On February 9, 2017, I declared eBay the clear winner over card shows. The hassles, unfriendliness and time spent (as well as back pain) that come with card shows was, for me, a thing of the past. Didn’t miss ‘em, didn’t care.
Then I went with my friend Greg to the East Coast National in White Plains and, as to be expected, had a lot of success, whittling away at my 1960 Topps, 1964 Coins and 1971 Kellogg’s want lists. It was, I’ll admit, kind of great.
More surprising was a local show in Albany that I went to earlier this year. A fine show – manageable, with binders of commons. Right up my alley. I made huge headway with my 1968 and 1969 lists. Yesterday there was another Albany show put on by the same promoter. I had high hopes. Why wouldn’t I?
Sheets of paper in hand, I had already played out in my mind that I’d get the last cards I needed to wrap up a few sets and, once I did that, I could really focus on the remaining commons and semi-stars I need for my 1956 Topps set. My son Joey, his interest in cards recently revived, came along. Everything seemed the same to me; Joey pointed out it was a new hotel and, when we walked in, it was a new cast of dealers. A cursory walk around showed that this was going to be a colossal disappointment. It was.
It took a ton of work to find 2 1969s and 3 1956s that I needed, at good prices. Best find – a ’69 Ed Charles, which goes for $4 or so on eBay, was mine for a buck. (I’m now down to one – Tug McGraw. I feel I should pay a buck for it; I’ll end up paying $5. It’s the premium of the last card which we all have paid.).
All of my show gripes from Feb ’17 came roaring back. I went through a small stack of 1956s and pulled out a Billy Martin, Ted Kluszewski and Giants team, all in EX (maybe EXMT) to me, all unpriced.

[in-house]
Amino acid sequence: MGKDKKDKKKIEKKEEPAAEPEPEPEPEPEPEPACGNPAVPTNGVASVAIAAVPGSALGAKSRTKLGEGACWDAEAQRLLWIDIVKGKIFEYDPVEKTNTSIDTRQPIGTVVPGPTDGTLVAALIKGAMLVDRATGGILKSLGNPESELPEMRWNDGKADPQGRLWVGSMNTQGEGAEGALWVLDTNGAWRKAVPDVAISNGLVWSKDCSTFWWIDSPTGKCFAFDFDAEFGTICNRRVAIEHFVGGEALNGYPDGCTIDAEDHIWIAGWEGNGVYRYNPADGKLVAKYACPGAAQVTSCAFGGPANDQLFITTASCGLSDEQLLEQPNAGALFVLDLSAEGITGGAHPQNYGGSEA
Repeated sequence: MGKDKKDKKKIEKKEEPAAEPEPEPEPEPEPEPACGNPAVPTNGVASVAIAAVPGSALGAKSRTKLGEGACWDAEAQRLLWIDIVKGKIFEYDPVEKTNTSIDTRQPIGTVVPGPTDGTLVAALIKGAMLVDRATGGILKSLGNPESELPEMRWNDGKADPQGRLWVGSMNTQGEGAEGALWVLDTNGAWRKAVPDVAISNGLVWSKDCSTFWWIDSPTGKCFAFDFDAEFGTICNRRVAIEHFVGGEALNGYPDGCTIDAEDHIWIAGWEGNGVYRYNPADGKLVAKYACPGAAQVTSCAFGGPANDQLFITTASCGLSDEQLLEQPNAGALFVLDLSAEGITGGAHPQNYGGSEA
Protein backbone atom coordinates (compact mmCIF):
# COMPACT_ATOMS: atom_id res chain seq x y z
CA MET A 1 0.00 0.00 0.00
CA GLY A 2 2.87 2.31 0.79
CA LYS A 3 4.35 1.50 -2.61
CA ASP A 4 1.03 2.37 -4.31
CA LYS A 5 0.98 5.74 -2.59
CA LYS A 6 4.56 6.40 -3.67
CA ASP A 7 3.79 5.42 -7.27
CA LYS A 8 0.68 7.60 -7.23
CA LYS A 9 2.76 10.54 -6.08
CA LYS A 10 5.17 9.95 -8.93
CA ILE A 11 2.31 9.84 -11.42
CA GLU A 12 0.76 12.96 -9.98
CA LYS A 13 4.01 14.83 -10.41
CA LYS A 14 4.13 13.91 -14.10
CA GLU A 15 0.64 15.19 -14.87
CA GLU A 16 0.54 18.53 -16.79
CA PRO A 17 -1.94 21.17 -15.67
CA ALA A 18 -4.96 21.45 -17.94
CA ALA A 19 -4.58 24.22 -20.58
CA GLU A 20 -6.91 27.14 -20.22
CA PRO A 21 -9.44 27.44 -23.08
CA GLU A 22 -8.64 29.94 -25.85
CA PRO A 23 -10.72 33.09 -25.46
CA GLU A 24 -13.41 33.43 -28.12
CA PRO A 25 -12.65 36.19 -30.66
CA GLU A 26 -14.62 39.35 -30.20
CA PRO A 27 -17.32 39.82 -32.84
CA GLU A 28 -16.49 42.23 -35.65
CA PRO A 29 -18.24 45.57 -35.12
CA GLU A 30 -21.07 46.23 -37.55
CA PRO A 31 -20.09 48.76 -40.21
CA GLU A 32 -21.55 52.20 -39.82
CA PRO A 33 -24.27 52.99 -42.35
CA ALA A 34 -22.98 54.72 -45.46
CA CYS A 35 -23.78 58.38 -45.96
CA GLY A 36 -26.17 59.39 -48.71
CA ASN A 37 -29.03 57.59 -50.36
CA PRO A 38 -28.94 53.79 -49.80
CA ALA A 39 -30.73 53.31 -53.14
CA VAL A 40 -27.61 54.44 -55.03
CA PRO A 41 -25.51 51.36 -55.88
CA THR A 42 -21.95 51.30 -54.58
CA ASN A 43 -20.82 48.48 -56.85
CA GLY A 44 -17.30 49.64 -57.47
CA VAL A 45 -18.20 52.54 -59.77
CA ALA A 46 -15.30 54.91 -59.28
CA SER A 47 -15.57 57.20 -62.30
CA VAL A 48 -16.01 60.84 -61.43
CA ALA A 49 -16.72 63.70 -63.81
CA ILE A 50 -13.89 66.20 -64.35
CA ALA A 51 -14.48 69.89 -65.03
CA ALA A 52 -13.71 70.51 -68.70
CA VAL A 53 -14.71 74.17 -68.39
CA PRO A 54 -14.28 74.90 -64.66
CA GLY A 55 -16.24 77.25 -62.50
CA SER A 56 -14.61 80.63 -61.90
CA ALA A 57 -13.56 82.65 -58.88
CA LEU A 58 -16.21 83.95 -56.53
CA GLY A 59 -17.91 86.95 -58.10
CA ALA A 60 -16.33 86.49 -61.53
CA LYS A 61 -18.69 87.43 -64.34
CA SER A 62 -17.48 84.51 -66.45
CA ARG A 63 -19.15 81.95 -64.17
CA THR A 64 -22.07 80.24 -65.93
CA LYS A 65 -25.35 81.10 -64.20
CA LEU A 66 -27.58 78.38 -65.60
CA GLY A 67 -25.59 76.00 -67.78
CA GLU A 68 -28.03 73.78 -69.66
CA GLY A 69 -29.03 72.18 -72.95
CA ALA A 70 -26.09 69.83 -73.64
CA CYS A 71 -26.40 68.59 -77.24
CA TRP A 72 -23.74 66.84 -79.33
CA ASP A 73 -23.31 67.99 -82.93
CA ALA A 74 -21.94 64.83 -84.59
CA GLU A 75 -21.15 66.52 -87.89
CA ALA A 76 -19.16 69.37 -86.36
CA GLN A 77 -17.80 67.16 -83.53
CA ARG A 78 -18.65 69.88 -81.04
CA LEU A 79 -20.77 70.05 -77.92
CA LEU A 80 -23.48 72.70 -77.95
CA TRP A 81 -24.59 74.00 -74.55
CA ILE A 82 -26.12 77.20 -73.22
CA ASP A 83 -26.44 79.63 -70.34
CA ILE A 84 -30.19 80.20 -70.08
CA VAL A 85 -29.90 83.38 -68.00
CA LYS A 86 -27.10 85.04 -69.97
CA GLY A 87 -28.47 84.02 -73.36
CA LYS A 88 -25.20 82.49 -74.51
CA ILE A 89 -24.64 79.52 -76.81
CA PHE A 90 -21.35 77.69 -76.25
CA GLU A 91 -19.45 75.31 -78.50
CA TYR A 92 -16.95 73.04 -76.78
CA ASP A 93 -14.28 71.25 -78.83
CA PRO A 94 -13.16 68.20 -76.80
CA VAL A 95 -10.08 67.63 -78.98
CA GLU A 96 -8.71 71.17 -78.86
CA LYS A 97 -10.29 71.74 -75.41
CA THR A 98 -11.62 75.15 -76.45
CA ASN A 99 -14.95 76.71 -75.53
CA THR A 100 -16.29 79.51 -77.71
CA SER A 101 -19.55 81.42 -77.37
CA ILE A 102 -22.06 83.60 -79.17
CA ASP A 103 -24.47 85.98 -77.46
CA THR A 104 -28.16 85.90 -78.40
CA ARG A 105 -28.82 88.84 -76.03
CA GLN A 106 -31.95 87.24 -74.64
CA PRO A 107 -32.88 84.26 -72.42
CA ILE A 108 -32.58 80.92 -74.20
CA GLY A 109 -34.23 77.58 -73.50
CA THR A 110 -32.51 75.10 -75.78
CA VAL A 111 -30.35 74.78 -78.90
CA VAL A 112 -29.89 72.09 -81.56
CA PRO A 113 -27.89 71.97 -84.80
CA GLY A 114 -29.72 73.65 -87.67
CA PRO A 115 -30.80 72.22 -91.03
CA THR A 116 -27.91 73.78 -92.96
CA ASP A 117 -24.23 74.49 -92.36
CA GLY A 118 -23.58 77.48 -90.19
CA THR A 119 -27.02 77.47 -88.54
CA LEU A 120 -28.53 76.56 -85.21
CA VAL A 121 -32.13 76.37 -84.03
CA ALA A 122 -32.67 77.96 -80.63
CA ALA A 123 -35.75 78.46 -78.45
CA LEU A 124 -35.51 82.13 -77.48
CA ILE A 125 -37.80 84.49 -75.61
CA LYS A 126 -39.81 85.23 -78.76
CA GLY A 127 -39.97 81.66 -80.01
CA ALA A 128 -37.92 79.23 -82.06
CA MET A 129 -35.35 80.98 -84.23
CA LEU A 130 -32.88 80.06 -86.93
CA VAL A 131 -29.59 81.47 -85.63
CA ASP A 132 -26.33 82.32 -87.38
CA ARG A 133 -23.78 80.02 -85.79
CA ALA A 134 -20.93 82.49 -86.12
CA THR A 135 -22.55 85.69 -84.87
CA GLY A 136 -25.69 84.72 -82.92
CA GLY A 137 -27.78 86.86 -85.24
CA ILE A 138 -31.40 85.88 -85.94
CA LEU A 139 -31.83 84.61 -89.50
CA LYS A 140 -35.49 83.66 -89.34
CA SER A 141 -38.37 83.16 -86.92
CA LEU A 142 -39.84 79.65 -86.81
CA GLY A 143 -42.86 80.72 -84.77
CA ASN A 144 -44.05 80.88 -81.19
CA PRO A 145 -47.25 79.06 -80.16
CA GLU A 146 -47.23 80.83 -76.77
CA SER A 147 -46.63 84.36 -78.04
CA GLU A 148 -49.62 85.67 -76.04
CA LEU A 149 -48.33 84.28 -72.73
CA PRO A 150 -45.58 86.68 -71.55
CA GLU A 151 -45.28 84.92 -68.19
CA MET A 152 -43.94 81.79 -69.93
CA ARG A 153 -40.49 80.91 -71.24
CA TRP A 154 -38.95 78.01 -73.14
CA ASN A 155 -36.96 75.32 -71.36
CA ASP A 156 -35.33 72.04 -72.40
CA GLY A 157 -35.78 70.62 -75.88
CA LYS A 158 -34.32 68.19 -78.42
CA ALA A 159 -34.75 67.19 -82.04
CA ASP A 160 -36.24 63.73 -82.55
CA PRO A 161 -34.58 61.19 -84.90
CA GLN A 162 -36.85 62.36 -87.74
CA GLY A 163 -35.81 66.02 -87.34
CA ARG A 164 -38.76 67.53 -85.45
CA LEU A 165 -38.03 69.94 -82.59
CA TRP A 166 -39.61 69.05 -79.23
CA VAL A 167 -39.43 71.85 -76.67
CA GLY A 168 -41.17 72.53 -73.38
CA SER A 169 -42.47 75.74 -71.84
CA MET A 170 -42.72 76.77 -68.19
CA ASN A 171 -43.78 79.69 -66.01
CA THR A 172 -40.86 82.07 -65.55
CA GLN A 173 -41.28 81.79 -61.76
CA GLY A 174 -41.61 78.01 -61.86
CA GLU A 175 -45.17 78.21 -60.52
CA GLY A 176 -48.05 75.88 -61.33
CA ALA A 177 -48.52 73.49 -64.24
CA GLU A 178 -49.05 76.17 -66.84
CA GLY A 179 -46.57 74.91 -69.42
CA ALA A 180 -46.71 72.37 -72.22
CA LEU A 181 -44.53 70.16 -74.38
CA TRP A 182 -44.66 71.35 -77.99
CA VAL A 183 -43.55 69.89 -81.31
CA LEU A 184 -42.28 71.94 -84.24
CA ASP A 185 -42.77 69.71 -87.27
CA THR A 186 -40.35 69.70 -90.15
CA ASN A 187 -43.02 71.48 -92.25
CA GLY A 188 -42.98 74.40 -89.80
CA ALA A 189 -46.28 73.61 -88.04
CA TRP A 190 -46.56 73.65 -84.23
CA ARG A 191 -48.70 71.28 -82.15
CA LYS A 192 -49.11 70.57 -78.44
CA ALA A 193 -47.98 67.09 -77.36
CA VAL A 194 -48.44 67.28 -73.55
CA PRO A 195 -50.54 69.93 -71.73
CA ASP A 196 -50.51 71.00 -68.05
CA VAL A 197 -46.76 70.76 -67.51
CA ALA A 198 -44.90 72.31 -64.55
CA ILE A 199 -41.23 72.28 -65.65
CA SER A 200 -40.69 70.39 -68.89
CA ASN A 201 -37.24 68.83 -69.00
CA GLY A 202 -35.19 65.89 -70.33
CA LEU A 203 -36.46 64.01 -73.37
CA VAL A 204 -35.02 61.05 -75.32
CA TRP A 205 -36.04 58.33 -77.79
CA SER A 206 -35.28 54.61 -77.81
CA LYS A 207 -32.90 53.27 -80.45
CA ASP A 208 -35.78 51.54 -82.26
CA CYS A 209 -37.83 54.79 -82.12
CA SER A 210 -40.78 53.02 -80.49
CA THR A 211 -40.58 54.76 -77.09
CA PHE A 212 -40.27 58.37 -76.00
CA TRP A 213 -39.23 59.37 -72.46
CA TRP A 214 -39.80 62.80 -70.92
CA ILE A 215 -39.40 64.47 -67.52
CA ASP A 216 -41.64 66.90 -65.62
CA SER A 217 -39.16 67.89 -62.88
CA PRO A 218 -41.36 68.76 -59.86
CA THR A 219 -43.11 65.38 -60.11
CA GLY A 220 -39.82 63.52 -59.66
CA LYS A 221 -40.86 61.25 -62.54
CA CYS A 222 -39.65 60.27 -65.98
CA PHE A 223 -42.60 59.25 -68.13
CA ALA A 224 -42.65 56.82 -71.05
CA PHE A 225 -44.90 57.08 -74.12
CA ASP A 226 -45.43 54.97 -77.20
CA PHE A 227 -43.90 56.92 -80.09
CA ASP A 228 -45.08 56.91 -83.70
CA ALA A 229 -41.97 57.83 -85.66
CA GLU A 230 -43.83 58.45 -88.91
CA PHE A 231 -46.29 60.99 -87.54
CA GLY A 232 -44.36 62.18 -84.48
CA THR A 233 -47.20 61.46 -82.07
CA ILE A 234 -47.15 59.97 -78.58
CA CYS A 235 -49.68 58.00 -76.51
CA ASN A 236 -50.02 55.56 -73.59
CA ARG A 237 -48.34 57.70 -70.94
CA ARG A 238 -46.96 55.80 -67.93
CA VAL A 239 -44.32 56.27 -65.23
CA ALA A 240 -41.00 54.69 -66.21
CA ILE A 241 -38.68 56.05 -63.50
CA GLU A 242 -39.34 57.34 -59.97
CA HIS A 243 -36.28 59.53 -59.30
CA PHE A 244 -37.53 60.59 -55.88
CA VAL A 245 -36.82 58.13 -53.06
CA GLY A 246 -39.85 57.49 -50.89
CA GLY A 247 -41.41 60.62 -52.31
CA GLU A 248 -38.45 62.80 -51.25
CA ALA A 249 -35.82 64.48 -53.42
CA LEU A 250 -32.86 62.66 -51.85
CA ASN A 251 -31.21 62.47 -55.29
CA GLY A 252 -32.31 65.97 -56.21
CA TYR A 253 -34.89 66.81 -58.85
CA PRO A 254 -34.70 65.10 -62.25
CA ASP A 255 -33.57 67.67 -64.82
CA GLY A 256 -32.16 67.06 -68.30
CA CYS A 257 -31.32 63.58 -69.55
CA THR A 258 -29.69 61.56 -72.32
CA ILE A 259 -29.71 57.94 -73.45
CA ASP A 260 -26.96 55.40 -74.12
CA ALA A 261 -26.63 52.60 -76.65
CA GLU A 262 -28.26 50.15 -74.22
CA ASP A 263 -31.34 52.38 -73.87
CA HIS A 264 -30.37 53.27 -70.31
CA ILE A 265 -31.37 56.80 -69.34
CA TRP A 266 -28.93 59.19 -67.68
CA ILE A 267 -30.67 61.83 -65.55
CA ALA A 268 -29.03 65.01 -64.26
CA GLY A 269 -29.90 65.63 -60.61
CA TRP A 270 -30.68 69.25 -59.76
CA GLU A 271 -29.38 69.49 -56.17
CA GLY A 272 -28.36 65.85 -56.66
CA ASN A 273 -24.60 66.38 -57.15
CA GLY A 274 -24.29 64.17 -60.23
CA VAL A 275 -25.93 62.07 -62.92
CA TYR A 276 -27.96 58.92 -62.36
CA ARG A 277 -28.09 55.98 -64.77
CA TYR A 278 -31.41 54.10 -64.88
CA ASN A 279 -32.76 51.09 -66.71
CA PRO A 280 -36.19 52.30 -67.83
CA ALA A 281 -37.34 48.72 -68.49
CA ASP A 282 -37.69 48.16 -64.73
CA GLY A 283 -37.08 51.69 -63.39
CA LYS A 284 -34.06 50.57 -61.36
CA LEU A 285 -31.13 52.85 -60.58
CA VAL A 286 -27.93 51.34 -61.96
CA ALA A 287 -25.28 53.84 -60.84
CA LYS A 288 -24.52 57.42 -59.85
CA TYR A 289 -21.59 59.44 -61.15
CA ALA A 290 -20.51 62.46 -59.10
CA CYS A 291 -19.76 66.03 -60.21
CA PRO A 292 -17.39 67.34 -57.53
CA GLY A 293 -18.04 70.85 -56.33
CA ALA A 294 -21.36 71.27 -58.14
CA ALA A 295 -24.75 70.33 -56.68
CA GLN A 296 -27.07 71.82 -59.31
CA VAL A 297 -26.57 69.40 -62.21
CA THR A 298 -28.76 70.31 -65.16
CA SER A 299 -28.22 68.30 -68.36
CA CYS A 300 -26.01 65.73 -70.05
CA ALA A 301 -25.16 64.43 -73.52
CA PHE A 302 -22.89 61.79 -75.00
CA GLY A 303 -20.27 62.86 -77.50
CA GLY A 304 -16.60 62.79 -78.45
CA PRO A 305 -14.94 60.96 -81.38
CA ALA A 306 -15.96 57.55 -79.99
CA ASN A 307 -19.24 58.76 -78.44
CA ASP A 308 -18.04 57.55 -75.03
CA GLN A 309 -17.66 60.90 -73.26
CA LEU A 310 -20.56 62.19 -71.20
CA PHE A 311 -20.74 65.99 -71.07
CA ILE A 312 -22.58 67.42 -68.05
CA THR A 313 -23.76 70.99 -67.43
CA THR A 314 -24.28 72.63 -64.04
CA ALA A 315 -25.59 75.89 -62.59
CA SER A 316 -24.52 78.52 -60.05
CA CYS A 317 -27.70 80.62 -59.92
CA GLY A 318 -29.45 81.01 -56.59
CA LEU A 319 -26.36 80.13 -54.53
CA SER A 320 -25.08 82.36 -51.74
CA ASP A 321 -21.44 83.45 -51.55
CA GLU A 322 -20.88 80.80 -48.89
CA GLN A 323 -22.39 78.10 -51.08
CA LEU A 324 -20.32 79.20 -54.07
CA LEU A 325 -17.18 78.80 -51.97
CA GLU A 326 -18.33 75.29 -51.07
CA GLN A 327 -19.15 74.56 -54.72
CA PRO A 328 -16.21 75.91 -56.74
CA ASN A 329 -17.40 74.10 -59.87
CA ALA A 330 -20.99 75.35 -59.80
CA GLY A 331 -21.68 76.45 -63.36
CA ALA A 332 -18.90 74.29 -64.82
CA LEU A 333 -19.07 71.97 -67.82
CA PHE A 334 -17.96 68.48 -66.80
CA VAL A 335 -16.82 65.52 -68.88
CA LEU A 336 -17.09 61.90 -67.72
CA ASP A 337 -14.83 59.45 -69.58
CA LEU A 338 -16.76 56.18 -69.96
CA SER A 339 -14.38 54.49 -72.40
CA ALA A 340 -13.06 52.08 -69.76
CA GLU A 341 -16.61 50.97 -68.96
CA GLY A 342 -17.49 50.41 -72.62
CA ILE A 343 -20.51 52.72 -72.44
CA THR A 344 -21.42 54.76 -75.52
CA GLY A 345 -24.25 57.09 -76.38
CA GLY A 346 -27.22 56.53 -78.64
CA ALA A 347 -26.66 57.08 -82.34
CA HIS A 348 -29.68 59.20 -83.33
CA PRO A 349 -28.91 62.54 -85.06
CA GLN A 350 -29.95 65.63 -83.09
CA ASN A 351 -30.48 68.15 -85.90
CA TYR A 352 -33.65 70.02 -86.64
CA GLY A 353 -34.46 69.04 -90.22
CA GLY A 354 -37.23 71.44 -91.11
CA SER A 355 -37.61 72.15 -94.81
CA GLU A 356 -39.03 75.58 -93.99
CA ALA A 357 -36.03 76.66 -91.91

“How much for these three?” I asked.
The dealer opened his book (not sure what it was) and said “They book for $245.”
“Not in this condition,” I said.
“I can give you 40% off.”
“No thanks.” He was shocked I walked away from such a deal.
But it wasn’t a deal, never is. He took NM book prices, slashed a big percentage off, but the result was a specious bargain. The price was still too high. I know I can get all three for $75 tops, with some patience, but why even play this game. It made no sense to offer him $60; he was already a self-proclaimed martyr because of the price drop he deemed enormous.
Joey, freed from my world of lists and completion needs, found a dealer with a solid assortment of old non-sports. He picked up some Horrors of War and Red Menace cards. Very nice.
I left the show pretty down, trying to come to some conclusion on how I feel about shows. I still don’t miss them that much, but a good one is worth it. Once I got home I headed to eBay to see if I could work on what I’d hope to accomplish at the show. I immediately nabbed a couple of cards, bid on some more that I think I’ll get and knocked another 5 1969 Topps decals off my list. By the end of the day the bad vibes of the show had gone.